19 votesAnonymous supported this idea ·
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This 100% needs to be a search to search where a feature is, NOT a stock search.
That is the UX way to go. Clearly someone heard this was valuable real estate, and decided to promote a product there. This is, however, valuable real estate because it is for navigation. People use navigation searches to search for features.
Using IA UX wrong always frustrates the user. 100% always look to this bar to search for a feature, I can't find, or to see what a feature does. I am 100% frustrated every time this does not do what I need it to.
This search area could used for FAQ and navigation, aka searching features in the program, and possibly suggesting how to use them. Better would be to have it suggest where to find the searched feature, definitions of the feature, and suggestions to your online tutorials. The product is always changing and even long-time users have a hard time finding features.
Also, please add a description of what something does when you mouse over it. This is not implemented evenly across the board, also leading to frustration. Sometimes mousing over something explains it, other times there is no explanation at all. The product can easily be more user friendly, and instead appears as a hodgepodge of scars from battles and attrition between your teams in UX vs marketing vs engineering over the years.
There are instances where adding a LINK a sub-product to the top search area would improve an under-promoted service, but a search bar should always be used to help navigate the product. In an enterprise product like this, which is complicated, it should allow the user to access a system of tags to navigate the product.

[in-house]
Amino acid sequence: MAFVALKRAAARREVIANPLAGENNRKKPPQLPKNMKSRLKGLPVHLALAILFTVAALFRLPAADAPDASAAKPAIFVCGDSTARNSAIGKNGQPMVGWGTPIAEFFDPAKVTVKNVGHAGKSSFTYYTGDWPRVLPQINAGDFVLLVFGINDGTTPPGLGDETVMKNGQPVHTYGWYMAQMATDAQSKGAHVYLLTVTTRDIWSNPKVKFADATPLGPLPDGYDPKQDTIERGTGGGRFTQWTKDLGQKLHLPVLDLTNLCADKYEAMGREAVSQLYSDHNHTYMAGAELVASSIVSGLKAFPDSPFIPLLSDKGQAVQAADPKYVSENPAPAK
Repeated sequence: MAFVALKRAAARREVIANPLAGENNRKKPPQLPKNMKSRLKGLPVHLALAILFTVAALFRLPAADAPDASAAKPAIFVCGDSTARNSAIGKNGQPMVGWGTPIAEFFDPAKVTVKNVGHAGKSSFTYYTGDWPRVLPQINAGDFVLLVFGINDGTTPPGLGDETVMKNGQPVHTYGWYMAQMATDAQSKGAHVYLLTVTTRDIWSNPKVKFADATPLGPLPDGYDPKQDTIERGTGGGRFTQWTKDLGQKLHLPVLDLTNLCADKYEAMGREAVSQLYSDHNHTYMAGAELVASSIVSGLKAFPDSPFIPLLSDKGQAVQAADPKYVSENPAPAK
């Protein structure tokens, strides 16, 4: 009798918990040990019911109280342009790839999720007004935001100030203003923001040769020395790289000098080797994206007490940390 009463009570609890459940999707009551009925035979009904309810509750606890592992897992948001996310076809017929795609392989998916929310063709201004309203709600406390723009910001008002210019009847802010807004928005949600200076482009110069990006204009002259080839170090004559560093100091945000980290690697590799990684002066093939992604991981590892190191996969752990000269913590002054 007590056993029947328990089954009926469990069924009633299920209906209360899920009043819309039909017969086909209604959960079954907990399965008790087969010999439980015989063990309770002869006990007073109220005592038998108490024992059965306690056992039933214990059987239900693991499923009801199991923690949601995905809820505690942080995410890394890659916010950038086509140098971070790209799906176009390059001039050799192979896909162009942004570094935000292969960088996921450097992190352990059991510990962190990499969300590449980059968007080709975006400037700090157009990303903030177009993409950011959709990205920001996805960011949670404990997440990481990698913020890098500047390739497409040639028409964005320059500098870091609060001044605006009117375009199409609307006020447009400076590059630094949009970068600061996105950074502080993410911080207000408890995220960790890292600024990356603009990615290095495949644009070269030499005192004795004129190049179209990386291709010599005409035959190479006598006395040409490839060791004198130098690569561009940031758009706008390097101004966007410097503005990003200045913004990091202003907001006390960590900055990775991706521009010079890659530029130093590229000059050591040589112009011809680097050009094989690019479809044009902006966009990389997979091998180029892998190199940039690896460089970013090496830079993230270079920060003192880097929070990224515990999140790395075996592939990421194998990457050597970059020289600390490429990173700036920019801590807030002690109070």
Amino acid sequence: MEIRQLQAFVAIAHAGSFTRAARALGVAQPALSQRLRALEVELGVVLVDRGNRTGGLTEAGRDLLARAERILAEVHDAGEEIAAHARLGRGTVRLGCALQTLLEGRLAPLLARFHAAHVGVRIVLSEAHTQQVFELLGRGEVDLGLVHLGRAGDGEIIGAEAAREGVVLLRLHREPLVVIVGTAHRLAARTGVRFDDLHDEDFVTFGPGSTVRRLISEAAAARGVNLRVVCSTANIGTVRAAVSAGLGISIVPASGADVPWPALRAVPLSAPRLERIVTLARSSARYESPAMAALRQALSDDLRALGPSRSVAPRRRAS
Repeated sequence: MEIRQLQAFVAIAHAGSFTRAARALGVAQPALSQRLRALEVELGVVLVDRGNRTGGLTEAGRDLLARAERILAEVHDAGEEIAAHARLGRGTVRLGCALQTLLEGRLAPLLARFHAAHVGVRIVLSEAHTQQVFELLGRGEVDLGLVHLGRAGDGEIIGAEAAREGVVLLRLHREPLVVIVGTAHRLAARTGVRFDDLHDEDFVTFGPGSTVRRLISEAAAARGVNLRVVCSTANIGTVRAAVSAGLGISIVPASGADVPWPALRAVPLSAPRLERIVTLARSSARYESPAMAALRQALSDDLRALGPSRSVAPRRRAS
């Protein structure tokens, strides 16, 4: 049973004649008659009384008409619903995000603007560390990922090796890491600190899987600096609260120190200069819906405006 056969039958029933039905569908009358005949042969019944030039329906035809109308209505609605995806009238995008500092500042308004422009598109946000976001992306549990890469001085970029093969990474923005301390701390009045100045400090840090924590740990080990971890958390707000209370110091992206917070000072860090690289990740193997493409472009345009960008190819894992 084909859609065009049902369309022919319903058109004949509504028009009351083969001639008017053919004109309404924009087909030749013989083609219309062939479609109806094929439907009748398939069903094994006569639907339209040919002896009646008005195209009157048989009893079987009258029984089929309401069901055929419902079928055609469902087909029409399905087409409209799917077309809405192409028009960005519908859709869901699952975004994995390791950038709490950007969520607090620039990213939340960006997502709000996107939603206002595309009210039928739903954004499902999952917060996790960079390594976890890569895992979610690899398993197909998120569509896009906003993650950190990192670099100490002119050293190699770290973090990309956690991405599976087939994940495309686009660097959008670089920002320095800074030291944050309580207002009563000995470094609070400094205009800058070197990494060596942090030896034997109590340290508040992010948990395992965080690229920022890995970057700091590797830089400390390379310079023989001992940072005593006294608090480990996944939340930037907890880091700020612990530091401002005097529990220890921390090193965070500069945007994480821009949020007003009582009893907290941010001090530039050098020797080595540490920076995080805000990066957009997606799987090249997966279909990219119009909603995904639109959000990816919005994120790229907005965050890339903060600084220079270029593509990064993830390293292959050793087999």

I shouldn't have to upvote this. Your UX professionals should already be aware of this, and would have recommended against it and apparently been vetoed by some set of internal politics, which is showing. If I didn't work at a tech company I wouldn't bother with a feature request, and don't have high hopes you'll change this, but this one simple change in User Experience would ultimately gain you more users than Stock Art, because it would fix the problem that has been ruining this product for years, which is a lack of an easy reference guide within the app.. This stock search bar should never have been rolled out in the first place. Bad User Experience design like this sends a very very clear message to the user that they are not the priority. Using the space to cross-promote another product makes it very clear what the priority is, and that it is not the user.